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Old 20th July 2010, 03:39 PM   #6727
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Originally Posted by Gary P View Post
I absolutely agree with John. The resistive boxes I've setup are just re-hashes of ideas used in the past using modern drivers and damping materials. Pleasing results, fun to build, measure, and listen to, but nothing revolutionary.

The discussions in this thread are great. Lots of great information and view points to observe and absorb.
Thanks for responding Gary. I think it is important to the general audience here that they realize many of the topics being discussed have been well researched over the years. What was old is new again. As I point out on the web page I referred to, this type of enclosure goes back tot he 50's. Of course, what we have today is better materials with which to damp the back wave and better drivers capable of the necessary excursion with resulting better execution of the concept.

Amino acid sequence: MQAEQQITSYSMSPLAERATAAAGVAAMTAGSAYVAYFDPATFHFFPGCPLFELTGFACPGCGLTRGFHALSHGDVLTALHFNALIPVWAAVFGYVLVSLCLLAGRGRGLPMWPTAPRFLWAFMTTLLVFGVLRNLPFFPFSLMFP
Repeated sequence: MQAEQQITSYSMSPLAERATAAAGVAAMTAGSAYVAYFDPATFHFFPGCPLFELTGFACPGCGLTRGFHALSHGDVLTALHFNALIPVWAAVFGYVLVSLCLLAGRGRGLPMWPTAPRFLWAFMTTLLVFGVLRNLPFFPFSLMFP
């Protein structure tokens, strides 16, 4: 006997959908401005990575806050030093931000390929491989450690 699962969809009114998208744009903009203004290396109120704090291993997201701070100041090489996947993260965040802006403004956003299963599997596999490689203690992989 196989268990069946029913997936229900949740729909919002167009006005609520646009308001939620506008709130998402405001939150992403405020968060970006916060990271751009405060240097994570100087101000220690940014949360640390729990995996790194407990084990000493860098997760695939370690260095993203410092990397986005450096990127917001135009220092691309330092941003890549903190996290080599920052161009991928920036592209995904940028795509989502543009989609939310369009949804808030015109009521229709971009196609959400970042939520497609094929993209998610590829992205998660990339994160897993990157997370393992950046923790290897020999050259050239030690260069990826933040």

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Old 20th July 2010, 03:54 PM   #6728
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Originally Posted by soongsc View Post
True. Hope more people will realize this.

After looking at the illustrations of the resistive box, Those would be nice in a very limited bandwidth, cross them too high, and the sound will be sound as though part of the music is compressed. Tricky enclosure to design.
From some quick calculations (could be in error) it appears to me that if the rear wave were uniformly attenuated by 6dB the nulls would still be on the order of 12dB deep (as opposed to true nulls), the peak would come out around 7 dB, the roll off below the peak would be initially steeper but then plateau at -12dB. This assumes point source behavior.

But a resistively damped box will never have uniform 6dB attenuation. Resistive damping of the rear wave always results in an LP type response.
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Old 20th July 2010, 08:41 PM   #6729
mige0 is offline mige0  Austria
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John, thats partly an elegant summation - in other words - on the perspective I brought up.